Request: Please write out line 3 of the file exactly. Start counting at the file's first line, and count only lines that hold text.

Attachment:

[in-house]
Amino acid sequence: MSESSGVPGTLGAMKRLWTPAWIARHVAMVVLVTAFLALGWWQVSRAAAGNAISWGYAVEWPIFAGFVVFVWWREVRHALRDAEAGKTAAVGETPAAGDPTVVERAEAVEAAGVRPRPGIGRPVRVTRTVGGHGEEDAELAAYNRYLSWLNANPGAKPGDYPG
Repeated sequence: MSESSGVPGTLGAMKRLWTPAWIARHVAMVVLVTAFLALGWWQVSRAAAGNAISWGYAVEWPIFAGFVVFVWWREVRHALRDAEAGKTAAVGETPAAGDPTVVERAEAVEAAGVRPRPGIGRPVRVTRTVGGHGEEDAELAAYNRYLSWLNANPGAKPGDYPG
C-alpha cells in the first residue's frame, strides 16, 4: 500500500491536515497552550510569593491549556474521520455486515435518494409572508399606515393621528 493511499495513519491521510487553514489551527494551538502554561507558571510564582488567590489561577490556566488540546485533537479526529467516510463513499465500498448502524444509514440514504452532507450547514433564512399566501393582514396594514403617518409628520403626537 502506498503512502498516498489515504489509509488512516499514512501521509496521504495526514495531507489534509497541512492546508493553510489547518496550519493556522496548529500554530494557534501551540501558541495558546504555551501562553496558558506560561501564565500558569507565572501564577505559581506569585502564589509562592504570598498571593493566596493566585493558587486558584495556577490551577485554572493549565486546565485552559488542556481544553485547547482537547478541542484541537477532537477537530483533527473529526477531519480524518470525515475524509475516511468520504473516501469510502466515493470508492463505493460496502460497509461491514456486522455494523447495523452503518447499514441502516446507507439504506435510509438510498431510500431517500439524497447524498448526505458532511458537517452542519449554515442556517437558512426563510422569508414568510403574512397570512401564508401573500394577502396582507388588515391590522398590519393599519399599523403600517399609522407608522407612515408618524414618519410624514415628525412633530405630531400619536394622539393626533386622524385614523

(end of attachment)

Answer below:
Repeated sequence: MSESSGVPGTLGAMKRLWTPAWIARHVAMVVLVTAFLALGWWQVSRAAAGNAISWGYAVEWPIFAGFVVFVWWREVRHALRDAEAGKTAAVGETPAAGDPTVVERAEAVEAAGVRPRPGIGRPVRVTRTVGGHGEEDAELAAYNRYLSWLNANPGAKPGDYPG